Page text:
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A friend of mine describes the public lotteries as "a special tax for people who are bad at math." I always liked that definition. There are any number of reasons why lotteries are a bad idea, and one of them is, in fact, that it it preys on people who do not have an understanding of or appreciation for basic statistical analysis. The same could be said, broadly, of many of the participants in the US Stock Exchange, I realize.
Another problem with lotteries is the brazen deceit that is perpetuated by proponents selling its virtues as a source of public money that will reseed regional economies, fund state projects, build schools, eliminate poverty, fund public healthcare, etc ad nauseum. Not surprisingly, there is typically far less than 50% of the money left over for such altruistic aims after the various commissioners, agencies, advertisers, and bureaucrats get there slice of the pie. Money that could have been far better spent at the grocery or any number of other places.And, of course, it has been shown repeatedly that the target market for lottery customers consists of people who cling to the lowest rungs of the economic ladder.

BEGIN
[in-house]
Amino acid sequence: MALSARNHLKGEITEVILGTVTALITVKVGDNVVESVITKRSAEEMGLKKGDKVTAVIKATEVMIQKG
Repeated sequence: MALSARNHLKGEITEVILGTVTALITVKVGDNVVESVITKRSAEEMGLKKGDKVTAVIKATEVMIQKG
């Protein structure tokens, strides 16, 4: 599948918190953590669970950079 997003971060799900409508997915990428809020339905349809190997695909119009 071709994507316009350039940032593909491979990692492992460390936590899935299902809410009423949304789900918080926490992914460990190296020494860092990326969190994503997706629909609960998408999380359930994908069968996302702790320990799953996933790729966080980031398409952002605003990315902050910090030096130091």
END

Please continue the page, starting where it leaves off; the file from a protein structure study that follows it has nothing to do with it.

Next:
And there are theological reasons that I won't even get into unless provoked.
All that notwithstanding, nearby Richmond, Indiana has made international news this weekend as the sight of the winning $314.3 million dollar lottery ticket purchase. So, hopefully we'll have a new millionaire among our neighbors. I pray it doesn't wreck their life.